Having products in nearly nine of 10 homes indicates that Georgia-Pacific Corp. knows a thing or two about advertising. A.D. "Pete" Correll, Georgia-Pacific's CEO, explains his firm's advertising decisions and what it means to be associated with racing and Mickey Mouse.
IW: In terms of advertising, Georgia-Pacific has moved toward alternative media. Can you explain the processes and decisions behind sponsoring a car in NASCAR and the alliance with Walt Disney Parks and Resorts?
Correll: NASCAR is a unique opportunity. Its fan base is exactly the demographics of our consumer -- middle America. It's the same family that shops at Wal-Mart, Home Depot, Lowes, Sam's Club, Costco, which is where our goods are sold. The fans are incredibly loyal to sponsors of the sport. And then we had this unique opportunity to associate ourselves with the Petty family. Richard Petty and the Petty name are one of the most recognized and respected names in the United States. It almost was a no-brainer. Now what we need, of course, is better on-track performance. As the car performs better, we get a much better return on our investment. Factually it has been a very good investment for our company.
Why Disney? You've got the same thing. You've got one of the phenomenal worldwide brands. We're a company where our brands are in 85% of the consumers' homes, but we don't have a killer brand. We don't have a Charmin or a Bounty. So the association with a firm like Disney or NASCAR, the opportunity to sponsor an attraction as well as be in all the theme parks with our goods with high visibility is a more effective way to spend our advertising and promotion dollars. It's just more effective than mass TV advertising.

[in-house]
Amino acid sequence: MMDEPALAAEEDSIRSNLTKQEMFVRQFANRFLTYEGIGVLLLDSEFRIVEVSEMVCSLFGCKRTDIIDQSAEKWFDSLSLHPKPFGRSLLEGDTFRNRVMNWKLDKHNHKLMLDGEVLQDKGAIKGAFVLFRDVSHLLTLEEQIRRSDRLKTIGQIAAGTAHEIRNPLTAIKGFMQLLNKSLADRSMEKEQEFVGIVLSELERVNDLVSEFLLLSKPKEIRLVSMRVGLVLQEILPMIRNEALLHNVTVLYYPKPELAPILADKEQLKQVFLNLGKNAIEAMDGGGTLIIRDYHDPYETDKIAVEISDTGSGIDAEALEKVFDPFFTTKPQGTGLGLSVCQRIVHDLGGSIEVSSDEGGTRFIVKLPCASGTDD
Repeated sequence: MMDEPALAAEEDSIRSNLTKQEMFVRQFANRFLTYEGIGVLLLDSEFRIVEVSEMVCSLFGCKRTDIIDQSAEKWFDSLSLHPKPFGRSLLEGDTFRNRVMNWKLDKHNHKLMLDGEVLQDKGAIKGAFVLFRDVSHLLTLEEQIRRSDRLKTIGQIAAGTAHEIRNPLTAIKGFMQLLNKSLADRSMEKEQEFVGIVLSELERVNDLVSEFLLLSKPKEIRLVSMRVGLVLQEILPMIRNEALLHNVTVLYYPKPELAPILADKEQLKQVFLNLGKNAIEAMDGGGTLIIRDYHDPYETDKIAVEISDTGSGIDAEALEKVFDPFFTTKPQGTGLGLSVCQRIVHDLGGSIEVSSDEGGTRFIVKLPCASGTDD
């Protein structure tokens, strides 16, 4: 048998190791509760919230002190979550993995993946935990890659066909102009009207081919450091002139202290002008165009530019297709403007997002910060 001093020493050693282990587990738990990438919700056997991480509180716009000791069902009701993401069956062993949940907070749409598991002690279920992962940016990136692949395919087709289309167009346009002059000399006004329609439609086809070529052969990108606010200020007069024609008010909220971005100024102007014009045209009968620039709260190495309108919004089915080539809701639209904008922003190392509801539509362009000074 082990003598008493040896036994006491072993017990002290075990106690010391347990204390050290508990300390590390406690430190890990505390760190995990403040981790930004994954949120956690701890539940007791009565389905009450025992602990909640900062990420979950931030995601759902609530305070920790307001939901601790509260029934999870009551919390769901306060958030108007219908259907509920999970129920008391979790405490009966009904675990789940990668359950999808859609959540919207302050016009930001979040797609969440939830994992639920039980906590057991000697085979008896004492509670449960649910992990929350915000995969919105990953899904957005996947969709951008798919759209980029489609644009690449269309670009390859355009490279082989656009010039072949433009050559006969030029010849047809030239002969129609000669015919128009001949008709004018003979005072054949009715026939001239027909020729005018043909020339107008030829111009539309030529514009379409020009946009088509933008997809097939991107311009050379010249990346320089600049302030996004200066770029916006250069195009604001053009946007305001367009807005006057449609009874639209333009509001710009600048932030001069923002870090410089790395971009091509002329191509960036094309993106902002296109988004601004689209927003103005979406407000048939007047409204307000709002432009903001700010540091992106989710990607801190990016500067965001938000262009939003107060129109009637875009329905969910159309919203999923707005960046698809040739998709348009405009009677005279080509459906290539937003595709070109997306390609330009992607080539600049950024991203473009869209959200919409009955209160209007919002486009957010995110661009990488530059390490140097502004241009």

IW: What are your thoughts on traditional mass marketing?
Correll: Like most companies, I think we learn as much from our mistakes as we do our successes. We've run a lot of TV advertising that got very high ratings, some of which won awards. But when we looked at the absolute pull-through to the goods, it was a questionable investment. When we get something like this integrated campaign we ran on Brawny, where you pick up a tremendous amount of free media on "Can You Name A Brawny Man?" and the "Brawny Man Makeover" -- when you get Jay Leno and people like that making fun of your advertising and talking about it on their shows for nothing, then you really can afford to run some TV advertising to reinforce it. But stand-alone TV advertising is very hard at the rates that the networks charge. [Add to that] low audience participation and this horrible thing developed call TiVo, where you can zap out the commercials, and non-traditional mediums are just more attractive than traditional, stand-alone TV advertising.
Georgia-Pacific CEO A.D. "Pete" Correll
IW: You quoted Bill Johnson, CEO of H.J. Heinz and member of the Georgia-Pacific board, as saying, "50% of your advertising is effective. The problem is, you just don't know which 50% it is." Where do you think NASCAR and Disney are right now?
Correll: Well I think it is the 50% that is effective, but am I absolutely sure? The answer is of course not. Advertising is very hard to know what is effective. You can get panels to view the ads. You can get focus groups. You can get responses, but the real question is do people go pick your product off the shelf because of the ads. And I have a higher confidence that the answer to that question is yes in non-traditional mediums.